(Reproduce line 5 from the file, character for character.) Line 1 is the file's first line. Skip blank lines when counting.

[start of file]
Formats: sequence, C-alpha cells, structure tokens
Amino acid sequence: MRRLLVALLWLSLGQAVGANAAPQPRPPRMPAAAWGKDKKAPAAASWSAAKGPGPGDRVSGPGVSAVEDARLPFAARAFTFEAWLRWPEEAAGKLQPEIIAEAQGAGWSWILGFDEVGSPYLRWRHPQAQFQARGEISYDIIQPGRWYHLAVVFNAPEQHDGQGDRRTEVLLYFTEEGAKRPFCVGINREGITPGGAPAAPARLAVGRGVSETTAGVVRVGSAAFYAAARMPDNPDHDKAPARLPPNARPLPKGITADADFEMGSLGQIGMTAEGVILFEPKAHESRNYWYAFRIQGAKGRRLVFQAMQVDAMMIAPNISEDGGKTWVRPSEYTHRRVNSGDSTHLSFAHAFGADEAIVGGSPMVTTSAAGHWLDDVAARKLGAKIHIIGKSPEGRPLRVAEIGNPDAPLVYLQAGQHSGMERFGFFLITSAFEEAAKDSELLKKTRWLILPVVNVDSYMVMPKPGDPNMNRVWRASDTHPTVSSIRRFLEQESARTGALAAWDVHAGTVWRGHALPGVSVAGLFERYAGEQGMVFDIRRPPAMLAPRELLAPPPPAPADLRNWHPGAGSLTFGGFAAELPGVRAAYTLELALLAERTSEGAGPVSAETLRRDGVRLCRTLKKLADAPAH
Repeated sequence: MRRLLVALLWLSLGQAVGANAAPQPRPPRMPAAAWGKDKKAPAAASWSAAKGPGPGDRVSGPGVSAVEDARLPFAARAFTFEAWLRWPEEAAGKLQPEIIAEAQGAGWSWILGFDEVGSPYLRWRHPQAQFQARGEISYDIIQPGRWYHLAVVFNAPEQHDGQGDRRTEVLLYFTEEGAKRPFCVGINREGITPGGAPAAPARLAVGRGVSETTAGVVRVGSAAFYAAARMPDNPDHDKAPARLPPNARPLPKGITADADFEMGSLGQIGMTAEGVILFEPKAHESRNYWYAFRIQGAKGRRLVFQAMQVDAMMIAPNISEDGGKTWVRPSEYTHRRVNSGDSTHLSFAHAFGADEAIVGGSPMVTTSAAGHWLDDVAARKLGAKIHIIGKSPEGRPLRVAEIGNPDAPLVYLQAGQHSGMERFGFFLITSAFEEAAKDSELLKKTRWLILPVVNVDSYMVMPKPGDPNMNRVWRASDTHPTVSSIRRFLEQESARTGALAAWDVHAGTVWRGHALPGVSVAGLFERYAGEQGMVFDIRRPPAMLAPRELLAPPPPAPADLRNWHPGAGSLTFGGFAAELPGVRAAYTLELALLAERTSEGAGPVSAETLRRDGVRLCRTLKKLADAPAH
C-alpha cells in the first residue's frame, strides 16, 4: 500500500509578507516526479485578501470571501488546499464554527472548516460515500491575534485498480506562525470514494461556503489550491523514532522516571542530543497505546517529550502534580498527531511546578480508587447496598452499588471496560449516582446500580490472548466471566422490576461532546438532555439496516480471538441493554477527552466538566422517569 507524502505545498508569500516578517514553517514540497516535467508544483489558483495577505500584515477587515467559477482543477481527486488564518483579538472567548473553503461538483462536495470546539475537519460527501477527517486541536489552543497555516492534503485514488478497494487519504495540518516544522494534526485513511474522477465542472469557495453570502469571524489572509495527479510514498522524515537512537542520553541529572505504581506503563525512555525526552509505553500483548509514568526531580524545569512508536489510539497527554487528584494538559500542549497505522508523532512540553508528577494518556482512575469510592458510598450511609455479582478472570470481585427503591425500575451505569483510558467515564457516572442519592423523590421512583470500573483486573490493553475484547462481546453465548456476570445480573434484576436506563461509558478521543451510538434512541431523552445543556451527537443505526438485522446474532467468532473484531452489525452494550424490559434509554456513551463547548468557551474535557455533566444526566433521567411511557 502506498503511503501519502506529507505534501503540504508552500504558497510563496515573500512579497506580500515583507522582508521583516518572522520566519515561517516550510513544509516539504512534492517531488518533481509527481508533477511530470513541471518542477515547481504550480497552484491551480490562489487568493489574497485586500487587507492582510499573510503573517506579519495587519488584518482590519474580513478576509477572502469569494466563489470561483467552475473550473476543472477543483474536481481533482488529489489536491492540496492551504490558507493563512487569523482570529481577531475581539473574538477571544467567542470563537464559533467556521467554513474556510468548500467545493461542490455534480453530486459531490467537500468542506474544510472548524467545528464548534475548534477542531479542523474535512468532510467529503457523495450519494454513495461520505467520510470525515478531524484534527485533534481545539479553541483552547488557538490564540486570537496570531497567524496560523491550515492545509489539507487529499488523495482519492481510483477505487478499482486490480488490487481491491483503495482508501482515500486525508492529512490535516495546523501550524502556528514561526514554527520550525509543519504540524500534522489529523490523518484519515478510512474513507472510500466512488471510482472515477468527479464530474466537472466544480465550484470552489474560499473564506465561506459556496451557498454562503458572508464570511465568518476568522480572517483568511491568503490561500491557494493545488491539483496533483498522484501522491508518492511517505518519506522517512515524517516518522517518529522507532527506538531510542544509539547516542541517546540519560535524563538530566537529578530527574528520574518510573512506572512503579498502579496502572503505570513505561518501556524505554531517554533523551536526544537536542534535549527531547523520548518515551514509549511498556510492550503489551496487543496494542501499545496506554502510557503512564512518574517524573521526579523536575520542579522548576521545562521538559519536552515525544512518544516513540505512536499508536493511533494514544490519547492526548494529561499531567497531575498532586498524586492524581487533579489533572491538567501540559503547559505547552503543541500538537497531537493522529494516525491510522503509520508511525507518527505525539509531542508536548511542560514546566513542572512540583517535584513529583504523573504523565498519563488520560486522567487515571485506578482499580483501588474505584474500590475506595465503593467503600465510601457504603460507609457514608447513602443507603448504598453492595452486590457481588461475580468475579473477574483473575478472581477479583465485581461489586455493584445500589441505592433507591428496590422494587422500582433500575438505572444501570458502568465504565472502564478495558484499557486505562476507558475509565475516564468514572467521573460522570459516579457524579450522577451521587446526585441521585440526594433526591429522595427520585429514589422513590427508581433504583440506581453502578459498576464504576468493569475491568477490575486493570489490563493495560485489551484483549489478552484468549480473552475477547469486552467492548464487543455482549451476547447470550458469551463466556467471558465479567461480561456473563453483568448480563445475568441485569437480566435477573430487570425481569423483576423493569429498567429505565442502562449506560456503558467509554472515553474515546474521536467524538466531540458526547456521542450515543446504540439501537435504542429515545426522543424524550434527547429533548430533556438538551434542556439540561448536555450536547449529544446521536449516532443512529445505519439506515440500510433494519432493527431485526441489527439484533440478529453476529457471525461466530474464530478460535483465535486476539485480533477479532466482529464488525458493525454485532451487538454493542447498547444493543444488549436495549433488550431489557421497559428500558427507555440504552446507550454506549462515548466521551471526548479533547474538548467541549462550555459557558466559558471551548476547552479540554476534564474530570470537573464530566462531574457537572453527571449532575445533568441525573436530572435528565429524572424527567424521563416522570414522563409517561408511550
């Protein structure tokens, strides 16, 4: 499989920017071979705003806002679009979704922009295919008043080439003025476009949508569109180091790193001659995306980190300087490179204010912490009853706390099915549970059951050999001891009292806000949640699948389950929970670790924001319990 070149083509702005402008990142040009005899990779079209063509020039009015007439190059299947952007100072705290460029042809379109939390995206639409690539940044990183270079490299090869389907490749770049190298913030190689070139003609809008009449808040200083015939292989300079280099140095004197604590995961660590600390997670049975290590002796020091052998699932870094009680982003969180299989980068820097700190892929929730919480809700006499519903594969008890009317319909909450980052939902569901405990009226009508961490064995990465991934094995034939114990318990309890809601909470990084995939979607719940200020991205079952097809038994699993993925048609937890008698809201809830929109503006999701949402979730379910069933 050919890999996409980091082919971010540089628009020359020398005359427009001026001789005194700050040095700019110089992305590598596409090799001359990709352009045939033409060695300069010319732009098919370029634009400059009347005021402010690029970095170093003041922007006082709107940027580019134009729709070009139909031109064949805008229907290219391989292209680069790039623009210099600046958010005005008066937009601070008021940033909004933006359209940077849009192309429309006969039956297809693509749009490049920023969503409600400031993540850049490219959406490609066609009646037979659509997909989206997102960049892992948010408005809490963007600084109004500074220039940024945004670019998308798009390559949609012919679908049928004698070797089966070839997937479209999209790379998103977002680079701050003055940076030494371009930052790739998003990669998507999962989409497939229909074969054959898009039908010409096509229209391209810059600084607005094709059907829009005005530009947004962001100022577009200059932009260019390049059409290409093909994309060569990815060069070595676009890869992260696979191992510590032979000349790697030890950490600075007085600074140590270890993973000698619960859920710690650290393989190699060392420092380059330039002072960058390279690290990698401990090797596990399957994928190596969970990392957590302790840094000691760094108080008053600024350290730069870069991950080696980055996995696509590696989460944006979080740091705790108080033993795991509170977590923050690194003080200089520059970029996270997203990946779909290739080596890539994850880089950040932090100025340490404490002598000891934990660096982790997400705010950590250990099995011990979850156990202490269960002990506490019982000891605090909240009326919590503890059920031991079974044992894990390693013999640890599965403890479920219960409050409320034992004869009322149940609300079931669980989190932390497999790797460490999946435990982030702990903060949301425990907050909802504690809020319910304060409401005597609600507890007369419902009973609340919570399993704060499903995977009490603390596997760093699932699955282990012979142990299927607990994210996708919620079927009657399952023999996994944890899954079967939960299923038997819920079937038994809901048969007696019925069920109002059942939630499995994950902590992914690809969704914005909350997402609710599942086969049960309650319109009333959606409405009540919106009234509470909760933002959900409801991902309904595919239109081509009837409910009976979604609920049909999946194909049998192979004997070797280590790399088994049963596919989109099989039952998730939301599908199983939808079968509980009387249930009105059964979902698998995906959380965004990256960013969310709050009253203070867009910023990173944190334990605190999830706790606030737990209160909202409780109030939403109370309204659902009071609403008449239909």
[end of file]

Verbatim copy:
């Protein structure tokens, strides 16, 4: 499989920017071979705003806002679009979704922009295919008043080439003025476009949508569109180091790193001659995306980190300087490179204010912490009853706390099915549970059951050999001891009292806000949640699948389950929970670790924001319990 070149083509702005402008990142040009005899990779079209063509020039009015007439190059299947952007100072705290460029042809379109939390995206639409690539940044990183270079490299090869389907490749770049190298913030190689070139003609809008009449808040200083015939292989300079280099140095004197604590995961660590600390997670049975290590002796020091052998699932870094009680982003969180299989980068820097700190892929929730919480809700006499519903594969008890009317319909909450980052939902569901405990009226009508961490064995990465991934094995034939114990318990309890809601909470990084995939979607719940200020991205079952097809038994699993993925048609937890008698809201809830929109503006999701949402979730379910069933 050919890999996409980091082919971010540089628009020359020398005359427009001026001789005194700050040095700019110089992305590598596409090799001359990709352009045939033409060695300069010319732009098919370029634009400059009347005021402010690029970095170093003041922007006082709107940027580019134009729709070009139909031109064949805008229907290219391989292209680069790039623009210099600046958010005005008066937009601070008021940033909004933006359209940077849009192309429309006969039956297809693509749009490049920023969503409600400031993540850049490219959406490609066609009646037979659509997909989206997102960049892992948010408005809490963007600084109004500074220039940024945004670019998308798009390559949609012919679908049928004698070797089966070839997937479209999209790379998103977002680079701050003055940076030494371009930052790739998003990669998507999962989409497939229909074969054959898009039908010409096509229209391209810059600084607005094709059907829009005005530009947004962001100022577009200059932009260019390049059409290409093909994309060569990815060069070595676009890869992260696979191992510590032979000349790697030890950490600075007085600074140590270890993973000698619960859920710690650290393989190699060392420092380059330039002072960058390279690290990698401990090797596990399957994928190596969970990392957590302790840094000691760094108080008053600024350290730069870069991950080696980055996995696509590696989460944006979080740091705790108080033993795991509170977590923050690194003080200089520059970029996270997203990946779909290739080596890539994850880089950040932090100025340490404490002598000891934990660096982790997400705010950590250990099995011990979850156990202490269960002990506490019982000891605090909240009326919590503890059920031991079974044992894990390693013999640890599965403890479920219960409050409320034992004869009322149940609300079931669980989190932390497999790797460490999946435990982030702990903060949301425990907050909802504690809020319910304060409401005597609600507890007369419902009973609340919570399993704060499903995977009490603390596997760093699932699955282990012979142990299927607990994210996708919620079927009657399952023999996994944890899954079967939960299923038997819920079937038994809901048969007696019925069920109002059942939630499995994950902590992914690809969704914005909350997402609710599942086969049960309650319109009333959606409405009540919106009234509470909760933002959900409801991902309904595919239109081509009837409910009976979604609920049909999946194909049998192979004997070797280590790399088994049963596919989109099989039952998730939301599908199983939808079968509980009387249930009105059964979902698998995906959380965004990256960013969310709050009253203070867009910023990173944190334990605190999830706790606030737990209160909202409780109030939403109370309204659902009071609403008449239909």